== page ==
The 9/11 Syndrome: Europe, Islam, and Muslims
The rest of the world should be grateful to Western civilization for having given it the concept of human rights. There are some things we cannot do to others, not because it is God’s command, because we will go to hell or earn spiritual demerit, but because of certain capacities that people possess. We cannot harm others because this is what we minimally owe them. This realization does not entail the idea of human rights as supreme, something over and above all other values in every context and at all times. […]
September 11, Ten Years On
Luiz Carlos Bresser-Pereira
Ten years ago I argued in this space that under global capitalism, wars among major nations no longer made sense and that the turning point from a world where the great countries were permanently threatening each other with war to a world of international economic competition had been the collapse of the Soviet Union in 1991. War made sense while there were real winners and losers—while the winner could reduce the loser to a condition of slavery, or impose taxes on its new colony, or incorporate its territory. […]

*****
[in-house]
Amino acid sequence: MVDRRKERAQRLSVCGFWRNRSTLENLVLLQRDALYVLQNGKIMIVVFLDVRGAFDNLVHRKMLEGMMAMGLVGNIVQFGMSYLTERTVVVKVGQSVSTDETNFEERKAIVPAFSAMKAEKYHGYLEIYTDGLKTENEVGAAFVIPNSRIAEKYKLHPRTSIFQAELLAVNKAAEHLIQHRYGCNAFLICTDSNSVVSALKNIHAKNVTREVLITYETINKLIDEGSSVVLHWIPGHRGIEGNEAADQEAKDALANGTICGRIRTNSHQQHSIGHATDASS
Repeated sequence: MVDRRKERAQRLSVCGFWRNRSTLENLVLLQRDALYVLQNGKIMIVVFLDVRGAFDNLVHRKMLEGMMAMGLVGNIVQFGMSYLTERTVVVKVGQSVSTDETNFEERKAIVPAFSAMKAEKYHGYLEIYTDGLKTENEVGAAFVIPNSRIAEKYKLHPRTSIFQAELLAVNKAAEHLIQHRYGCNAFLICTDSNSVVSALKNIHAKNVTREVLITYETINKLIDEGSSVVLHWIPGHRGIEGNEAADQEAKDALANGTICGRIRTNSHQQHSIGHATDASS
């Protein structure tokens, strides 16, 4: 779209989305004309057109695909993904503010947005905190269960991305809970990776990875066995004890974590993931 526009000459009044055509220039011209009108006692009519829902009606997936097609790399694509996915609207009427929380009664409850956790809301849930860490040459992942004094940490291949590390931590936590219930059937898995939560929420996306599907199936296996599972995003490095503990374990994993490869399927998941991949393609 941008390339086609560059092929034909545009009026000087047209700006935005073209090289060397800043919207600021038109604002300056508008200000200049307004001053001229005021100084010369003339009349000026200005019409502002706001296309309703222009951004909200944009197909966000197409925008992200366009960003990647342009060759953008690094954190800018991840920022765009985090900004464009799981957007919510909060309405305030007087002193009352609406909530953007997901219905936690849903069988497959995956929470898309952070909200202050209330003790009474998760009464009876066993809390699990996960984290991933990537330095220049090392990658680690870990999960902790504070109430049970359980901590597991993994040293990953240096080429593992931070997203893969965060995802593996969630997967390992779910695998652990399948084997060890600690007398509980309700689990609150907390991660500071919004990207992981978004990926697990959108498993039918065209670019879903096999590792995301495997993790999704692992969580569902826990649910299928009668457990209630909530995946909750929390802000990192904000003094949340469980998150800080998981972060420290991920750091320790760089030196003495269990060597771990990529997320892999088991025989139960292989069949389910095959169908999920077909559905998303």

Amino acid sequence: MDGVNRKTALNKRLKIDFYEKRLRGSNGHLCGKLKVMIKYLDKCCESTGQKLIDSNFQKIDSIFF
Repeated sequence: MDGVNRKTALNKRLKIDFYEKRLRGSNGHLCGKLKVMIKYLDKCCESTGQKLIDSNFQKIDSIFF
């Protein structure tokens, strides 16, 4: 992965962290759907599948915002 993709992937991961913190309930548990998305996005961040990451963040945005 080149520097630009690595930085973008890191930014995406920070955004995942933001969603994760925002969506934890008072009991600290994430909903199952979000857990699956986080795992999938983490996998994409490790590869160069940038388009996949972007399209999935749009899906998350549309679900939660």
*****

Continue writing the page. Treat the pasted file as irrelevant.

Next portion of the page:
9/11: Landmark or Watershed?
Richard W. Bulliet
Was 9/11 a landmark event or a watershed event? I started posing this question to friends and students soon after the attacks on the World Trade Center and the Pentagon and urged them to keep it in mind as they watched the fallout over the passing years. […]
Reflections on September 11, Ten Years After
It is a rare opportunity to be asked to reflect on an essay written a decade ago, now with the benefit of hindsight—of knowing what has happened, rather than anticipating what might happen—and with the tempting prospect of saying “I told you so.” But the truth is that the meaning of September 11 continues to recede just as the tenth anniversary arrives, or remains as difficult to fathom now as it was then. […]